Traffic controllers adopt ‘go by the book’ policy

Protest leads to delay in thousands of domestic and international flights.

Shahram Haq February 02, 2012


Air traffic controllers, who have been waiting for a relief package for two decades, have adopted a ‘go by the book’ policy to attract attention of the Civil Aviation Authority (CAA) management to their cause, industry people say.

Continuing for the seventh consecutive day on Wednesday, the move has led to delay in thousands of domestic and international flights. Airlines of Far Eastern and Middle Eastern countries, which use Pakistan’s airspace, are also feeling the heat as airspace controllers are reluctant to allow short cuts, which increases time slots in the airspace.

Under the policy, the air traffic controllers accommodate airlines on ‘first come first served’ basis. They deny short cuts to any airline, which forces the airline to spend more time in the airspace, meaning more fuel consumption worth millions of rupees as well as aircraft depreciation, often avoided by the airlines to save revenues.

Normally, many airlines are offered short cuts by the controllers in case of low air traffic.

“We took this step after continuous negligence on the part of CAA administration and delay in increasing the monthly allowance,” said an air traffic control officer seeking anonymity.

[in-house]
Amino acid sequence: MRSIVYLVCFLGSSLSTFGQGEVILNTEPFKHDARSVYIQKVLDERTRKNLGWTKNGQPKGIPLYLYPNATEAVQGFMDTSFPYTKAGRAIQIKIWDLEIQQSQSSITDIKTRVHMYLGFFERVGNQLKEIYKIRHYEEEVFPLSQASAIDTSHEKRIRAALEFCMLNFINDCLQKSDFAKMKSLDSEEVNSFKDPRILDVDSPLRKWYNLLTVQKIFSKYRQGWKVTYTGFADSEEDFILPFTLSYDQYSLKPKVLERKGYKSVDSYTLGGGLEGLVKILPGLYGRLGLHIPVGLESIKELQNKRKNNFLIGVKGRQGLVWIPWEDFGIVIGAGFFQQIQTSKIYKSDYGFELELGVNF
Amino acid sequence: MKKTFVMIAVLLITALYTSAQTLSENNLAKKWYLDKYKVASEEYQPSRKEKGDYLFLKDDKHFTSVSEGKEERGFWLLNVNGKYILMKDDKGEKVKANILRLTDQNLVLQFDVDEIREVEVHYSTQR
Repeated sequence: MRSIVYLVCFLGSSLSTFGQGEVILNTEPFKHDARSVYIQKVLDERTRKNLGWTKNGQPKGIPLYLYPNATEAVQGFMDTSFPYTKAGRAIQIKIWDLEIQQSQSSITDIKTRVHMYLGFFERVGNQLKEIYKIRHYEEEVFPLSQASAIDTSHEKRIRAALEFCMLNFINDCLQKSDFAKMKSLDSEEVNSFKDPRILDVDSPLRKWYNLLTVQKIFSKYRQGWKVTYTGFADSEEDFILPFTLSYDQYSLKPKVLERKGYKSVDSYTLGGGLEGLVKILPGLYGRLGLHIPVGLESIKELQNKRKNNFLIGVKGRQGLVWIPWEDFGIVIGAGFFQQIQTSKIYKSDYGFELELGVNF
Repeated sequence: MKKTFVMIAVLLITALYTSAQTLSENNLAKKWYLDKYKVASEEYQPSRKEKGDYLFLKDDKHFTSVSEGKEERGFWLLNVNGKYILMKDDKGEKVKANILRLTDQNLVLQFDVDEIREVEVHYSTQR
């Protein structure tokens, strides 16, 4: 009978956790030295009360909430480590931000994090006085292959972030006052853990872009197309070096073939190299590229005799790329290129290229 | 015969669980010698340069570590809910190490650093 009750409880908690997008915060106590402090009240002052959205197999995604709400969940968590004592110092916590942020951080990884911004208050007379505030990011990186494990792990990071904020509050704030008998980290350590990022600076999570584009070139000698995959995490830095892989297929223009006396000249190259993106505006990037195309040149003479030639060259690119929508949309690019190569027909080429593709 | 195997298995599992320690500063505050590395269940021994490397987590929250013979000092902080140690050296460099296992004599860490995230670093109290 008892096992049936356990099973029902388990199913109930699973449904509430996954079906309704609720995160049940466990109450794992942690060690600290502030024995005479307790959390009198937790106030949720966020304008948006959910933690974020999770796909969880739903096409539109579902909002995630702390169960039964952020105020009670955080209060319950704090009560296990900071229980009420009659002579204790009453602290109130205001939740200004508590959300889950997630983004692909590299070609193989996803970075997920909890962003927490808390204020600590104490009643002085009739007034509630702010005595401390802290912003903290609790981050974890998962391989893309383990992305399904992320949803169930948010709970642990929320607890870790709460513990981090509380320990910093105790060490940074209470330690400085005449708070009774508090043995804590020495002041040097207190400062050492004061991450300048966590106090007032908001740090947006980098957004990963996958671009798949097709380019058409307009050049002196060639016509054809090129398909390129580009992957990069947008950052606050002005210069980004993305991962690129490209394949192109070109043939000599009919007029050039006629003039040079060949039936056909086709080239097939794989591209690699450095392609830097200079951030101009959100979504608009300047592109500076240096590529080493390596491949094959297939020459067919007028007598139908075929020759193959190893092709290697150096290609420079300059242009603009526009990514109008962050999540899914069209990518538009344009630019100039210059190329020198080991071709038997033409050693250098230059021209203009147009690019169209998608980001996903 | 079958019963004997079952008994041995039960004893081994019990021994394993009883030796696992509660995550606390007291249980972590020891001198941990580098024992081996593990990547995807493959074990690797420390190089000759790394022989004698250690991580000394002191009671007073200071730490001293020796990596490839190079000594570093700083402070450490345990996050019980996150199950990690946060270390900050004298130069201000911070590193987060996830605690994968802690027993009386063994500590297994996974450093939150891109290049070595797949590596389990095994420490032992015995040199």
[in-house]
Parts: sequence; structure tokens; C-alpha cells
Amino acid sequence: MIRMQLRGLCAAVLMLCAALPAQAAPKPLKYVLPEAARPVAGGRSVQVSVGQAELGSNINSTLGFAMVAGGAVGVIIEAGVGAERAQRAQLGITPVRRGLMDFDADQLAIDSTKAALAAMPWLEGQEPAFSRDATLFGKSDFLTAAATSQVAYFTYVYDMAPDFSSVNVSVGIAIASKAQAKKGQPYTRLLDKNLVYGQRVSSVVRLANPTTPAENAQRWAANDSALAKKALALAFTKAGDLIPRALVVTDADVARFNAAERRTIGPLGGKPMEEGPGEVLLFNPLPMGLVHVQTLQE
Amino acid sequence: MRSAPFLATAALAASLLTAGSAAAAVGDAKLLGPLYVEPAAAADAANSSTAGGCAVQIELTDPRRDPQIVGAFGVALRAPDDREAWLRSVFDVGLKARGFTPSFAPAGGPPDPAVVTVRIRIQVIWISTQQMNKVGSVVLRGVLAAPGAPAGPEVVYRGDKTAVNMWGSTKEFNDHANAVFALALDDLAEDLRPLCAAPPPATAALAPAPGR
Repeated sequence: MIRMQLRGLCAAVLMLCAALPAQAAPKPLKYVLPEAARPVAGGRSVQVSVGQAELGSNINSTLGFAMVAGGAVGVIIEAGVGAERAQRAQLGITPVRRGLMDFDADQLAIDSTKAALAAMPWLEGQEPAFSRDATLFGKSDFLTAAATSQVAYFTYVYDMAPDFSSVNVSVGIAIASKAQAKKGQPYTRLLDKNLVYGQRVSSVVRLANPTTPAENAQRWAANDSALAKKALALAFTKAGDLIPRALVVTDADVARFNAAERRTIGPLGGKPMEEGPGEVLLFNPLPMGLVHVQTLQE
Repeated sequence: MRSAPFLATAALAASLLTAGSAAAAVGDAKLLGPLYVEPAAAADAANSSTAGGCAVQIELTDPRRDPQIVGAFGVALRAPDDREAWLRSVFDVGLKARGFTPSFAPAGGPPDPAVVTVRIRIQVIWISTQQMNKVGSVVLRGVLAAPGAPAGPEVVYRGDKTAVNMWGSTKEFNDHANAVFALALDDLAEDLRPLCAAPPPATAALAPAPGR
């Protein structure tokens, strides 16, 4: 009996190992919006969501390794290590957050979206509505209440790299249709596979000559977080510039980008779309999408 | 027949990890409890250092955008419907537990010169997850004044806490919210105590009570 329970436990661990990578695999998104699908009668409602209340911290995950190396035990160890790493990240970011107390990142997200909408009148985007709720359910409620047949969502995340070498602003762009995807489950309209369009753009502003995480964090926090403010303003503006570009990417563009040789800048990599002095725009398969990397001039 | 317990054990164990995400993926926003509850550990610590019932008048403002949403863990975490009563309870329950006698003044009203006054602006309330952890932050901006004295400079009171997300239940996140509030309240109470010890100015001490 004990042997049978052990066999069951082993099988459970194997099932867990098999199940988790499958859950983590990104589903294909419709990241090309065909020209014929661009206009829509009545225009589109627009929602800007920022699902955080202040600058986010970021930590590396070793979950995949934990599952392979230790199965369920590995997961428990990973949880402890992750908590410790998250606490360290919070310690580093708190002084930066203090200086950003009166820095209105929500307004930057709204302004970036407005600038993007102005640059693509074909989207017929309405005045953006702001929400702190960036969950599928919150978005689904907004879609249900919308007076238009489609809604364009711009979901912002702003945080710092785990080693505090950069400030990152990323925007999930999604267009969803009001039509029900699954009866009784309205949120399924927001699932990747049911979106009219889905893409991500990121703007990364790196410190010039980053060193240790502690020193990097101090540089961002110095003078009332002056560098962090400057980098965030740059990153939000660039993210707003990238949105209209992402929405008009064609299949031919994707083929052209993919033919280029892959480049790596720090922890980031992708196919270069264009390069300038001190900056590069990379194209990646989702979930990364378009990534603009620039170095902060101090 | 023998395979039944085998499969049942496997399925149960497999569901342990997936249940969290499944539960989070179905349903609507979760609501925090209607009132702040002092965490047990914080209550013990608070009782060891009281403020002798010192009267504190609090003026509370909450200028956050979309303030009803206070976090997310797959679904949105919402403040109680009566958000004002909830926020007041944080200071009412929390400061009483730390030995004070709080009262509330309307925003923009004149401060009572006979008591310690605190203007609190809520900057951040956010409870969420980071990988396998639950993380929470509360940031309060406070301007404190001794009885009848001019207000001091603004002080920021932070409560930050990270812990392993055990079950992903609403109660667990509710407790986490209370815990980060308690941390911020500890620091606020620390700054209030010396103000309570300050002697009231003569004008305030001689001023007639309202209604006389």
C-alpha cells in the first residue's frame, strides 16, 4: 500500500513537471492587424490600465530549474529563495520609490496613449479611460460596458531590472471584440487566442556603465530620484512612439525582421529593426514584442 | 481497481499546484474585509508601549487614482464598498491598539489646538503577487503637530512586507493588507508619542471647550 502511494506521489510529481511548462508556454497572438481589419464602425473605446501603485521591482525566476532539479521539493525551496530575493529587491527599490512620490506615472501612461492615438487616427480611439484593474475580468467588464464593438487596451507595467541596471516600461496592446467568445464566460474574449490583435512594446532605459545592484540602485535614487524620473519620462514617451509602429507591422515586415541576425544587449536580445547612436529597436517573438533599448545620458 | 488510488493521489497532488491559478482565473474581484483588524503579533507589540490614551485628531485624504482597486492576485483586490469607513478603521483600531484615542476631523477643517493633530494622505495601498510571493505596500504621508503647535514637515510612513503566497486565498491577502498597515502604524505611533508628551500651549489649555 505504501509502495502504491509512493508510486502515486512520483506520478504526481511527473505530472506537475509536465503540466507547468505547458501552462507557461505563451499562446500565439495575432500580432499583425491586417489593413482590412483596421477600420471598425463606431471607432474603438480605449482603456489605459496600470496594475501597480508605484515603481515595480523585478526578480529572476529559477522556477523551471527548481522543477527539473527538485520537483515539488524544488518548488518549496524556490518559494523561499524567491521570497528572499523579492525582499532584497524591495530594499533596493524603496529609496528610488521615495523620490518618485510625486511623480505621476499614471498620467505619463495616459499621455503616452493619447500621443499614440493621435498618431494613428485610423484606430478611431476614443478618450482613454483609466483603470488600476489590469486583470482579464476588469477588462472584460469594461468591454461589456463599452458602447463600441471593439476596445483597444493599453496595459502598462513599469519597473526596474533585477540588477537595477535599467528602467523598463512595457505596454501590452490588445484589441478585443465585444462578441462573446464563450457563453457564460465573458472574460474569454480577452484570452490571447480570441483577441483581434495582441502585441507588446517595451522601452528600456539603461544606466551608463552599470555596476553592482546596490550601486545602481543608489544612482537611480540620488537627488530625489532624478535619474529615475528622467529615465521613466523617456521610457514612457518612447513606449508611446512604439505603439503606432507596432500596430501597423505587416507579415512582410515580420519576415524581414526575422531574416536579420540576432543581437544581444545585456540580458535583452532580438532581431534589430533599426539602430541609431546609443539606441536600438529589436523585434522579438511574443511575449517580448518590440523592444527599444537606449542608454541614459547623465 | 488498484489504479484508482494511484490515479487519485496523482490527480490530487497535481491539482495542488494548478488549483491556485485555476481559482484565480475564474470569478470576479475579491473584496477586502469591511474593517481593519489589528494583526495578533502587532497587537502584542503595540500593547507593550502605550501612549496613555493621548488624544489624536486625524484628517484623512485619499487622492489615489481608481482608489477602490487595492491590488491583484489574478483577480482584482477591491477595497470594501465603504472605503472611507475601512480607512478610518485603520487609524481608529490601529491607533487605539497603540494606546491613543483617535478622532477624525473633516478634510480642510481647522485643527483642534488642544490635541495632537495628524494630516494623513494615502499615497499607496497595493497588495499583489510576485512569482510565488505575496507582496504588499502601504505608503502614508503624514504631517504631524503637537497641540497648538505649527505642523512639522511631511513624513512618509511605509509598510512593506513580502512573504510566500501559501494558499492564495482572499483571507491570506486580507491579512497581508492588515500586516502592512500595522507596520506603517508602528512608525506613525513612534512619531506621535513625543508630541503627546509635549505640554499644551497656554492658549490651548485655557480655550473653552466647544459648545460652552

About a month ago, the CAA administration struck a deal with air traffic controllers, agreeing to implement a relief package and increase the allowance. “However, 40 days have passed, but the CAA has failed to even discuss the issue,” he said. “We are getting the same allowance of Rs500 per month in 2012 which we got in 1989.”

He said the tense working atmosphere could cause a serious safety hazard. “Our job is tough as the pilot fully depends on traffic controllers during a flight.”

Pakistani airspace is one of the busiest as according to CAA statistics around 900 flights from the Far East and Middle East use the country’s airspace daily.

Talking to The Express Tribune, CAA Director General Air Marshal (R) Khalid Chaudhry said the case had been going on for a decade and demands of air traffic controllers could not be met overnight.

“We have to adopt a formal procedure, we will present the case to the board of directors before the upcoming budget. If the board approves the increase in allowance, then we will allocate funds in the budget,” he said.

Chaudhry admitted that allowances of air traffic controllers were low, but said the protest was not the right way to get their demands accepted.

Published in The Express Tribune, February 2nd, 2012.


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